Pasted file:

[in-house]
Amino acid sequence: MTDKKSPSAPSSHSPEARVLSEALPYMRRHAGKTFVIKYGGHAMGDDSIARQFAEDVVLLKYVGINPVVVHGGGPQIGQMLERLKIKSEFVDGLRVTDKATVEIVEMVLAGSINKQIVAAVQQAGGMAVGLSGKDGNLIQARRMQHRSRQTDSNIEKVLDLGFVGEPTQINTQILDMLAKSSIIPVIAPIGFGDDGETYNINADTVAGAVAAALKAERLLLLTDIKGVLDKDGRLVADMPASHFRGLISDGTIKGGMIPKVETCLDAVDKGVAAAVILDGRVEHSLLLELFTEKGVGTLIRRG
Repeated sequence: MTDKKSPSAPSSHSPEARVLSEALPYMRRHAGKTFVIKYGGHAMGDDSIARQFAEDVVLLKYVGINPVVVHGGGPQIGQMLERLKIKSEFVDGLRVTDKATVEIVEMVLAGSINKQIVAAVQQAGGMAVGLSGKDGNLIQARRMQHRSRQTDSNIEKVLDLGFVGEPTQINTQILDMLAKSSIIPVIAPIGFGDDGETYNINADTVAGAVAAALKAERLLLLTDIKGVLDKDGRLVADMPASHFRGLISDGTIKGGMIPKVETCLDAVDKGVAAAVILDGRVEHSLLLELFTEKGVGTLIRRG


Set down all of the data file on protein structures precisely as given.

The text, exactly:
[in-house]
Amino acid sequence: MTDKKSPSAPSSHSPEARVLSEALPYMRRHAGKTFVIKYGGHAMGDDSIARQFAEDVVLLKYVGINPVVVHGGGPQIGQMLERLKIKSEFVDGLRVTDKATVEIVEMVLAGSINKQIVAAVQQAGGMAVGLSGKDGNLIQARRMQHRSRQTDSNIEKVLDLGFVGEPTQINTQILDMLAKSSIIPVIAPIGFGDDGETYNINADTVAGAVAAALKAERLLLLTDIKGVLDKDGRLVADMPASHFRGLISDGTIKGGMIPKVETCLDAVDKGVAAAVILDGRVEHSLLLELFTEKGVGTLIRRG
Repeated sequence: MTDKKSPSAPSSHSPEARVLSEALPYMRRHAGKTFVIKYGGHAMGDDSIARQFAEDVVLLKYVGINPVVVHGGGPQIGQMLERLKIKSEFVDGLRVTDKATVEIVEMVLAGSINKQIVAAVQQAGGMAVGLSGKDGNLIQARRMQHRSRQTDSNIEKVLDLGFVGEPTQINTQILDMLAKSSIIPVIAPIGFGDDGETYNINADTVAGAVAAALKAERLLLLTDIKGVLDKDGRLVADMPASHFRGLISDGTIKGGMIPKVETCLDAVDKGVAAAVILDGRVEHSLLLELFTEKGVGTLIRRG